Taking Charge of Asymmetric Information Risk
I interviewed Martin Coyne, board member at Akamai and RockTech about the tension between directors and management on company information directors require to provide effective oversight and advice. Obviously, there is an imbalance with management knowing more about the company. How can boards overcome this information imbalance -- known as "asymmetric information risk"? Below are his suggestions:
1. Define your board-level expectations of management. Examples include strategy and operations. Then communicate to management how much to discuss in each area, including how much time on the agenda to dedicate for each area.
2. Identify what the board wants to track and specify reporting metrics. What gets measured gets done.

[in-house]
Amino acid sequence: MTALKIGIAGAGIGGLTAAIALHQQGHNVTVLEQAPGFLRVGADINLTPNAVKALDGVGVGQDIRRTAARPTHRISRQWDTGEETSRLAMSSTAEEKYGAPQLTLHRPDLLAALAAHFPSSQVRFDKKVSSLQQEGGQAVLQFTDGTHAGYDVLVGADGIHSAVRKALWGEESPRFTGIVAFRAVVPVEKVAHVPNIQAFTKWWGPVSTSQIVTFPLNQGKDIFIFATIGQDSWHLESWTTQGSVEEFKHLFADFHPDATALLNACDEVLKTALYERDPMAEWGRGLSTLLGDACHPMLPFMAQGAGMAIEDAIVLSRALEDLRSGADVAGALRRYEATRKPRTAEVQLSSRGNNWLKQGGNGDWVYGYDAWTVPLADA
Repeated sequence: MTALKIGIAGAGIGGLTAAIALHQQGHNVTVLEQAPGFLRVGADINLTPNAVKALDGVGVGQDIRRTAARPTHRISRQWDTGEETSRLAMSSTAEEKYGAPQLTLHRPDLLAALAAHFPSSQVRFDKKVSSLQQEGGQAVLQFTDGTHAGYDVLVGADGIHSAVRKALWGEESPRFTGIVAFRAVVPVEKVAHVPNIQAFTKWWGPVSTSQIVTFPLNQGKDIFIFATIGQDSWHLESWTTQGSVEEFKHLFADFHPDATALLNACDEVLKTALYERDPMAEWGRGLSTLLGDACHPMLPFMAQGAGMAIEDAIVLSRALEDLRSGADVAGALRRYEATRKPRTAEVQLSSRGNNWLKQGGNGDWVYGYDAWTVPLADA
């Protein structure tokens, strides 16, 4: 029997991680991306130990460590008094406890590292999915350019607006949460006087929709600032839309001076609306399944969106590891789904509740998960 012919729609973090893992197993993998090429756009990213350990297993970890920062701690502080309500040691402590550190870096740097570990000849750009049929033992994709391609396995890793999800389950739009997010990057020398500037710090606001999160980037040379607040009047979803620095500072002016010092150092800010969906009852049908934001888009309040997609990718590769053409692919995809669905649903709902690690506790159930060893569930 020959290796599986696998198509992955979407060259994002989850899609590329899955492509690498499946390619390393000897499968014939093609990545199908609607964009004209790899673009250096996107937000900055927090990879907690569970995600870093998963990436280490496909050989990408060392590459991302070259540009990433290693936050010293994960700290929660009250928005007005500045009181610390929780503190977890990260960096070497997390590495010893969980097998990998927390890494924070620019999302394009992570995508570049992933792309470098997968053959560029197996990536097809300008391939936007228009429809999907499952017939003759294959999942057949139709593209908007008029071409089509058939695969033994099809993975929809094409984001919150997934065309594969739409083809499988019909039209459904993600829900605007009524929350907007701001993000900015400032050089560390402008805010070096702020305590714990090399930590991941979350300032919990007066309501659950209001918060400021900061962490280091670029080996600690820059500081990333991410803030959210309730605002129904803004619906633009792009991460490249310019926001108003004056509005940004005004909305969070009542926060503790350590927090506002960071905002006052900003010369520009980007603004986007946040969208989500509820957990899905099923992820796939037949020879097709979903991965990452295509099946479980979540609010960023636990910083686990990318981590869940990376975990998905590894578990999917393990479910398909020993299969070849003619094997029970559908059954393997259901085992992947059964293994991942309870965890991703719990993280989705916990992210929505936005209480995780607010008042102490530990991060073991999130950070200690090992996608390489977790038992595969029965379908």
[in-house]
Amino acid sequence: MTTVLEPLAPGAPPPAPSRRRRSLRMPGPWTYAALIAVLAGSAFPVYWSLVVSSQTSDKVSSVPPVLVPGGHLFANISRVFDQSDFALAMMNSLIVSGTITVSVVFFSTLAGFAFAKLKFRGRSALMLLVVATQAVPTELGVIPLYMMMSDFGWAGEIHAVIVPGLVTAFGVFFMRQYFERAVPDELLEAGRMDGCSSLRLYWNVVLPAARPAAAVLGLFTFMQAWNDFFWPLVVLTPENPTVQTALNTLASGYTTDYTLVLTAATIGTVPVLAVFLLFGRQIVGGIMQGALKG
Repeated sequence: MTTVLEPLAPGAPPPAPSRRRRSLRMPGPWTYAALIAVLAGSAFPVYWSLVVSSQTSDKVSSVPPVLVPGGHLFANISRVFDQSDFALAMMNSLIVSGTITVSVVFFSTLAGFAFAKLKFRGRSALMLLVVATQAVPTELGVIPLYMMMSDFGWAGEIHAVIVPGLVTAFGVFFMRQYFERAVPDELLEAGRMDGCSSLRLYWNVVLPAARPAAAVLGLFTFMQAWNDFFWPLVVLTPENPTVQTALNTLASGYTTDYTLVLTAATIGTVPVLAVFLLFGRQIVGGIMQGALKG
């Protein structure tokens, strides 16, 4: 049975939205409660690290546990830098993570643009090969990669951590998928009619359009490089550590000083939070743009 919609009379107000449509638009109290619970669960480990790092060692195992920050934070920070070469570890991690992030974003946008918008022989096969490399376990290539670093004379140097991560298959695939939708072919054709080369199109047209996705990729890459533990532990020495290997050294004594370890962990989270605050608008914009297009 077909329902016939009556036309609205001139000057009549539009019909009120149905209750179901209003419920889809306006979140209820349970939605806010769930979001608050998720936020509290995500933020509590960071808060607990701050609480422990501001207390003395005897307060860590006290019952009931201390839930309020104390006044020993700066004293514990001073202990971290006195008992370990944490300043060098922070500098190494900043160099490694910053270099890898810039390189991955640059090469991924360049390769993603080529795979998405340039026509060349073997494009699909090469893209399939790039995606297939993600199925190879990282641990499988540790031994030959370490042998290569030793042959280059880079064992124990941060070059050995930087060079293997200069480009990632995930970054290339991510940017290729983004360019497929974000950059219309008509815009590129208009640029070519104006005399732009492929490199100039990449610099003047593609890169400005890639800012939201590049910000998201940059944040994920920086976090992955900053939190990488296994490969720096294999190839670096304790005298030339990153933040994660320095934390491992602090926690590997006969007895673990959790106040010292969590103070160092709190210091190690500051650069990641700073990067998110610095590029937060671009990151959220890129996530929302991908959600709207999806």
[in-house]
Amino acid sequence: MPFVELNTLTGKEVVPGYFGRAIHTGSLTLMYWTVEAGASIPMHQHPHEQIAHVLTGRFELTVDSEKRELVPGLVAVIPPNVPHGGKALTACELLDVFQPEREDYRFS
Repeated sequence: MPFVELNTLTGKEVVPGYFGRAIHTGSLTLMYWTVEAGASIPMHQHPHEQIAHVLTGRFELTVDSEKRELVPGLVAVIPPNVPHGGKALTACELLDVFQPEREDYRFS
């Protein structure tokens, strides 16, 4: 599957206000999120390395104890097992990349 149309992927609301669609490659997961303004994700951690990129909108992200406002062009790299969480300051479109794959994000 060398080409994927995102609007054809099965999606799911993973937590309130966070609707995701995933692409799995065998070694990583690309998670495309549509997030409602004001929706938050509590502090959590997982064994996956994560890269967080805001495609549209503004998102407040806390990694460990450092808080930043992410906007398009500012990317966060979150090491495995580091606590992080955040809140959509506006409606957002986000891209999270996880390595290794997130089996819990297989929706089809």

3. Have strong chair or lead director leadership. This role needs to make sure information provided to the board is relevant and needs to draw out each director’s viewpoint, reactions, and questions to ensure everyone participates.
Tracy E. Houston, M.A. president of Board Resource Services, is a board advisory consultant and executive coach headquartered in the Denver area. She conducts board evaluations and assists boards with a variety of issues that increase effectiveness. She can be reached at firstname.lastname@example.org or http://www.eboardmember.com
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